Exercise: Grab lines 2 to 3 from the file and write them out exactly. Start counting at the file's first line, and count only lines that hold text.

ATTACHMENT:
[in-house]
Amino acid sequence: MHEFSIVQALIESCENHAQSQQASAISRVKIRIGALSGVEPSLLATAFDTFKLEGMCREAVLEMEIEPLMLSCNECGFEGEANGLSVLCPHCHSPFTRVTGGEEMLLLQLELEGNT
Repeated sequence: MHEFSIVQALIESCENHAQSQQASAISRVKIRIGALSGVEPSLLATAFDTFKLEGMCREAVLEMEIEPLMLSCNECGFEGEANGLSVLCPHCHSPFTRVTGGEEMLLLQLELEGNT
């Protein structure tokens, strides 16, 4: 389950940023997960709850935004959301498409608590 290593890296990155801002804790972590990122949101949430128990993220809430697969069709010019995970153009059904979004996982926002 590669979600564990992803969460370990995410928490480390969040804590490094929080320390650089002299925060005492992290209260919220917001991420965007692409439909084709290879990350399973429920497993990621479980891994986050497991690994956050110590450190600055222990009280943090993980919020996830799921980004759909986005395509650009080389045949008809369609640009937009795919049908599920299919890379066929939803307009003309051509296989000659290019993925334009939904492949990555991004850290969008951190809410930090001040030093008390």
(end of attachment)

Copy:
Amino acid sequence: MHEFSIVQALIESCENHAQSQQASAISRVKIRIGALSGVEPSLLATAFDTFKLEGMCREAVLEMEIEPLMLSCNECGFEGEANGLSVLCPHCHSPFTRVTGGEEMLLLQLELEGNT
Repeated sequence: MHEFSIVQALIESCENHAQSQQASAISRVKIRIGALSGVEPSLLATAFDTFKLEGMCREAVLEMEIEPLMLSCNECGFEGEANGLSVLCPHCHSPFTRVTGGEEMLLLQLELEGNT